Modified ISTH major bleeding was defined as fatal bleeding; symptomatic bleeding in a critical area or organ (e.g., intraarticular, IM with compartment syndrome, intraspinal, intracranial, intraocular, respiratory, pericardial, liver, pancreas, retroperitoneal, adrenal gland, kidney); bleeding into the surgical site requiring reoperation; or bleeding leading to hospitalization.
Nonfatal noncritical organ bleeding was major bleeding that was not fatal or in a critical organ, but resulted in a decrease in Hb of at least 2 g/dL and/or transfusion of at least 2 units of packed RBCs/whole blood.
Fatal bleeding was adjudicated death with the primary cause of death from bleeding[Ref]
Very common (10% or more): Any bleeding (up to 28.3%)
Common (1% to 10%): Anemia (including respective laboratory parameters), postprocedural hemorrhage (including postoperative anemia, wound hemorrhage), hemorrhage, thrombocytosis, major bleeding, clinically relevant nonmajor bleeding, modified International Society on Thrombosis and Hemostasis (ISTH) major bleeding, bleeding leading to hospitalization (nonfatal, noncritical organ, not requiring reoperation), Thrombolysis in Myocardial Infarction Bleeding Criteria (TIMI) major bleeding (coronary artery bypass graft [CABG]/non-CABG), clinically overt signs of hemorrhage associated with a drop in hemoglobin (Hb) of at least 5 g/dL or drop in hematocrit of at least 15%
Uncommon (0.1% to 1%): Increased platelet count, operative hemorrhage, traumatic hemorrhage, decreased Hb, decreased hematocrit, bleeding varicose vein, nonfatal symptomatic bleeding in critical organ, decrease in Hb of at least 2 g/dL, nonfatal noncritical organ bleeding, transfusion of at least 2 units of packed RBCs/whole blood, nonfatal critical organ bleeding, bleeding that required reoperation, extra-surgical site bleeding requiring transfusion of more than 2 units of whole blood/packed cells, critical site bleeding, bleeding into a critical organ, fatal bleeding event
Rare (0.01% to 0.1%): Bleeding into the surgical site requiring reoperation (nonfatal noncritical organ), fatal non-intracranial bleeding
Frequency not reported: Trivial bleeding
Common (1% to 10%): Increased transaminases (including increased ALT, increased AST), increased GGT, increased ALT
Uncommon (0.1% to 1%): Hepatic impairment, increased bilirubin, increased AST, abnormal liver function test, increased hepatic enzyme, increased conjugated bilirubin (with or without concomitant increase of ALT), hyperbilirubinemia
Uncommon (0.1% to 1%): Allergic reaction
Common (1% to 10%): Pain in extremity, contusion, back pain, muscle spasm, arthralgia, increased muscle cramping
Uncommon (0.1% to 1%): Hemarthrosis
Rare (0.01% to 0.1%): Muscle hemorrhage
Frequency not reported: Compartment syndrome (secondary to bleeding)[Ref]
Intracranial bleeding events included intraparenchymal, intraventricular, subdural, subarachnoid, and/or epidural hematoma. Hemorrhagic stroke referred to nontraumatic intraparenchymal and/or intraventricular hematoma in patients on therapy plus 2 days.[Ref]
Common (1% to 10%): Dizziness, headache, syncope, increased muscle tone
Uncommon (0.1% to 1%): Cerebral hemorrhage, loss of consciousness, intracranial hemorrhage/bleeding, nonfatal intracranial hemorrhage/bleeding, hemorrhagic stroke (fatal and nonfatal), other intracranial hemorrhage/bleeding (fatal and nonfatal), fatal intracranial hemorrhage/bleeding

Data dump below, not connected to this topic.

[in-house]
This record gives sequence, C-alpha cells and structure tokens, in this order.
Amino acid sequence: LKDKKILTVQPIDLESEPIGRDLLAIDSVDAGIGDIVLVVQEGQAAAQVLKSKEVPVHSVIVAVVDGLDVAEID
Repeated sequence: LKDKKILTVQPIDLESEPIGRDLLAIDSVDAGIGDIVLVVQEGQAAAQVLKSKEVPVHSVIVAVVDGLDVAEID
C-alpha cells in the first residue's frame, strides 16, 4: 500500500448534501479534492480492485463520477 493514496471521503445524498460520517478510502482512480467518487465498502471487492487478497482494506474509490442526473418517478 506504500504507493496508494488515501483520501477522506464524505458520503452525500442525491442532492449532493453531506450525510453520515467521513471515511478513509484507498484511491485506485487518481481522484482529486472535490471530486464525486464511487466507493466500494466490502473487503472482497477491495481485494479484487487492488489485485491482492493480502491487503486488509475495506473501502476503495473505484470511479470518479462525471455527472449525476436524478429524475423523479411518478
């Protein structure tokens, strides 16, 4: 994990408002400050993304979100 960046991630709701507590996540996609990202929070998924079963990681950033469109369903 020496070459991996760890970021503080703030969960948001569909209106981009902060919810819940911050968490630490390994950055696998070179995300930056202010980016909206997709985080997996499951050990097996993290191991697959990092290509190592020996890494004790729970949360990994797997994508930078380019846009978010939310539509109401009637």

Rare (0.01% to 0.1%): Subdural hematoma, cerebellar hemorrhage, hemorrhagic transformation stroke
Postmarketing reports: Hemiparesis[Ref]
Common (1% to 10%): Eye hemorrhage, conjunctival hemorrhage
Uncommon (0.1% to 1%): Vitreous hemorrhage, periorbital hematoma
Rare (0.01% to 0.1%): Nonfatal intraocular bleeding[Ref]
Common (1% to 10%): Pyrexia/fever, peripheral edema, decreased general strength and energy, fatigue, asthenia, wound secretion, unspecific pain, wound healing complications, feeling unwell, wound hemorrhage
Uncommon (0.1% to 1%): Increased blood alkaline phosphatase, malaise, increased lactate dehydrogenase, incision site hemorrhage
Rare (0.01% to 0.1%): Localized edema, feeling abnormal
Frequency not reported: Mucosal bleedings (i.e., epistaxis, gingival, gastrointestinal, genitourinary [including abnormal vaginal/increased menstrual bleeding])[Ref]
Common (1% to 10%): Renal impairment (including increased blood creatinine, increased blood urea)
Uncommon (0.1% to 1%): Decreased renal CrCl, increased blood creatinine, increased blood urea
Frequency not reported: Renal failure/acute renal failure (secondary to bleeding sufficient to cause hypoperfusion)
Postmarketing reports: Anticoagulant-related nephropathy[Ref]
Common (1% to 10%): Epistaxis/nosebleed, hemoptysis, dyspnea
Very rare (less than 0.01%): Eosinophilic pneumonia
Frequency not reported: Pulmonary hemorrhage, pulmonary hemorrhage with bronchiectasis, epistaxis leading to transfusion, cough
Postmarketing reports: Eosinophilic pneumonia[Ref]
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More about Xarelto (rivaroxaban)
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Related treatment guides
1. Product Information. Xarelto (rivaroxaban). Janssen Pharmaceuticals. 2022.
2. Product Information. Xarelto (rivaroxaban). Bayer Australia Ltd. 2020.
3. Product Information. Xarelto (rivaroxaban). Bayer Plc. 2022.
Always consult your healthcare provider to ensure the information displayed on this page applies to your personal circumstances.
Some side effects may not be reported. You may report them to the FDA.